The events of the past two weeks have also put a strain on relations between Guatemala and El Salvador. Patrick Hall at the Guatemala Solidarity Network points out “Guatemala-El Salvador relations haven't been this frosty for a long while.” Government officials in El Salvador have been intimating that high government officials in Guatemala have connections to the crime. Meanwhile Hall also notes that journalists covering the case have been receiving death threats.


  • […] The last questions are the most difficult, and important.  Ixquic at Xibalba has what looks like a very interesting post on this subject: “Estado Impotente”, the impotence of the state.  Unfortunately, I don’t know Spanish.  According to Global Voices Online, the post discusses the contamination of new civilian forces with old paramilitary and death squad habits, and the resulting corruption and growth in organized crime, following civil war in both El Salvador and Guatemala.  Global Voices also quotes (and translates) Soy Salvadoreño on the lack of security: There is no one who helps us; there is no one who protects us. There is no justice. We live in the jungle. […]

  • Danny Gray

    What happens in our Central American countries should come as no surprise to anyone, especially those of us who live there. I agree with Soy Salvadoreno; Central America is a jungle. It is a place where you develop a survival instinct, where you dread what the day will bring,where we do the death tour for our friends and relatives when they arrive in El Salvador for vacation: “This is where the Americans died…Here is where Romero was killed…” etc. etc. We are constantly surrounded by death.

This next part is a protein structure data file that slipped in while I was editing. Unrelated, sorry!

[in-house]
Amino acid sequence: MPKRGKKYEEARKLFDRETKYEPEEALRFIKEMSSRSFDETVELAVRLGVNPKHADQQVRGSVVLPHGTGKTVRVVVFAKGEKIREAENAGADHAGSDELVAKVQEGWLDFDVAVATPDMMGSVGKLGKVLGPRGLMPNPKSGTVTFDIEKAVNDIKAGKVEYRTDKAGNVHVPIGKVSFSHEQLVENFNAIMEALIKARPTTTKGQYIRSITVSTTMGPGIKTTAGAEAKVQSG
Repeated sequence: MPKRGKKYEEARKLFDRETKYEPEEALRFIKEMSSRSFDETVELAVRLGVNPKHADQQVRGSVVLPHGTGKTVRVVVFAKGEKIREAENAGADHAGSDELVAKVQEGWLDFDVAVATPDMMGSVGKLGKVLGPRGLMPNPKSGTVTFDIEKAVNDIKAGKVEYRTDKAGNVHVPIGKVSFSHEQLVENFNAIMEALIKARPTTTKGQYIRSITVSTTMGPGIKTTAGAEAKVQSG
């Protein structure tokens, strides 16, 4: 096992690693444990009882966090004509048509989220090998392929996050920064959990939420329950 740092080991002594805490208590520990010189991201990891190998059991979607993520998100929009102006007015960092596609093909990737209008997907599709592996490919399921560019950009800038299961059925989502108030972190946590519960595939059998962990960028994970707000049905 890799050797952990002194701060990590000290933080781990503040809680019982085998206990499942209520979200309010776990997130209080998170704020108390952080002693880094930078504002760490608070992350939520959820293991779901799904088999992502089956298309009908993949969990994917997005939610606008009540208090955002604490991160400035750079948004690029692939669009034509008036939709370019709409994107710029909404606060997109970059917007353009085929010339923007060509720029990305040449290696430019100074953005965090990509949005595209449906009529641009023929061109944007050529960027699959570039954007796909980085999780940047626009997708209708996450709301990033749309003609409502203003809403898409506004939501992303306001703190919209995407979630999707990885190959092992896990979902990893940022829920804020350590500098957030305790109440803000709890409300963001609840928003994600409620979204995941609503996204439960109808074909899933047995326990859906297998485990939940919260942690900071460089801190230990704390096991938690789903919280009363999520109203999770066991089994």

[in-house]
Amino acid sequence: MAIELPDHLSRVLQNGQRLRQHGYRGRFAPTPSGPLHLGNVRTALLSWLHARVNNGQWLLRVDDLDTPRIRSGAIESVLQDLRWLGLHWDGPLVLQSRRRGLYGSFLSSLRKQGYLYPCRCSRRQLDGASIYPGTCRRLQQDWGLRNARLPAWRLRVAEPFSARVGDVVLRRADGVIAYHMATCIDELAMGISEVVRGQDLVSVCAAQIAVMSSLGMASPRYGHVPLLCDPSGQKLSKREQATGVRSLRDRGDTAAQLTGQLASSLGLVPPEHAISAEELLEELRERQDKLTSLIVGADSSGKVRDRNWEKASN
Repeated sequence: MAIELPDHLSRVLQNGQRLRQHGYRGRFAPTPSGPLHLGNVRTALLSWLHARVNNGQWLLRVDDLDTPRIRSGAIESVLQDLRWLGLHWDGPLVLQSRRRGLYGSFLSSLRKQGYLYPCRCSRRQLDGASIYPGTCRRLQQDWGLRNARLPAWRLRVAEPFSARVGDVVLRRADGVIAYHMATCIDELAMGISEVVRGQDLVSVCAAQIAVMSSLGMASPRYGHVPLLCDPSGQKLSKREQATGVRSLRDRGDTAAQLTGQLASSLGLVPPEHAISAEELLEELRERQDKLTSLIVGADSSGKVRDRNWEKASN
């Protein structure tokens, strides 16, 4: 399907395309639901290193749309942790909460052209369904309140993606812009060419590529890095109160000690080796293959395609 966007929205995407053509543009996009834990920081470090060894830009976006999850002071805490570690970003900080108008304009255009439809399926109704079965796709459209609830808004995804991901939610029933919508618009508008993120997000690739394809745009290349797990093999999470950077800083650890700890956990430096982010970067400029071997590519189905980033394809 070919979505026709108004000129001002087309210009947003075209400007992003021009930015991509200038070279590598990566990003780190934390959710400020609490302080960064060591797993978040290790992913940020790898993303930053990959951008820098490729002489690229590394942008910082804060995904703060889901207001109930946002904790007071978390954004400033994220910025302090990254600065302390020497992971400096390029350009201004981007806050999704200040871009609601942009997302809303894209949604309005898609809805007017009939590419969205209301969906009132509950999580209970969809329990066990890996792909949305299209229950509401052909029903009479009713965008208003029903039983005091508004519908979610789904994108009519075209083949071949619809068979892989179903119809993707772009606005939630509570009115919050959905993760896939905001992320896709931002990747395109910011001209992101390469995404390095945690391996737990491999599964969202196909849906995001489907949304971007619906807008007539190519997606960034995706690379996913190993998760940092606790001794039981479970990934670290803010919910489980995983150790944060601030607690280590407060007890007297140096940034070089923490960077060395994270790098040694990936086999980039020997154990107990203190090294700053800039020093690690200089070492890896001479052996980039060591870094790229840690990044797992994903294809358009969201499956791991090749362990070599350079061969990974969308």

You take the bus, hide your valuables,and pray you won’t get stabbed. You walk through your neighborhood and wonder if you’ll be asked to pay “tribute” by the local chapter of the MS. In Guatemala there was a particular neighborhood where the MS would actually knock on your door and give you 2 choices, leave so they could move in and enjoy all you had worked hard for or die.
    I am constantly awestruck at those who still question corruption in our governments and law enforcement when Salvadoran officials such as the Human Rights Ombudswoman defends her “babies” (MS members) and constantly stands in the way of law enforcement. El Salvador has had to watch in horror while 2 police officers were stabbed over 100 times by gang members during a federal prison riot while Carillo ordered the lives of gang members be protected.
    We expect there to be no corruption in law enforcement when the governments recruit police officers for $200 a month, while reserving the better oportunities for the nephew, son, godson of some government official, then wonder why drugs are smuggled and heads turn the other way for $100, and wonder why police officers are not willing to risk their lives in the line of duty.
    How can there not be violence in our countries when political parties such as the FMLN teach their members to riot, destroy public and private property, and actually hurt those they claim to represent? The constant strikes at Social Security clinics affect the elderly who have no other access to health care and the poor who work all day at the factories. They have absolutely no affect on the rich and government officials. They are able to pay for private health care, they go home and forget about the poor folks who have to wait for chemotherapy, for their meds. Their protests destroy schools and the national university, the only place some of us can afford to send our children.
    Of course they are are still indulging in the tactics of death squad and paramilitary groups! It is a booming business and one many people are getting into! You can pay your local junkie,gangbanger, or law enforcement to rid you of a “nuisance” for $50.
    Theft is not investigated unless in happens in the rich neighborhoods and of course the perpetrators are hauled off and never heard from again.
    My main concern is always the children, the youth. They are a generation growing up in a violence not associated with political differences. They are a generation surrounded by those who’s only way to live IS violence.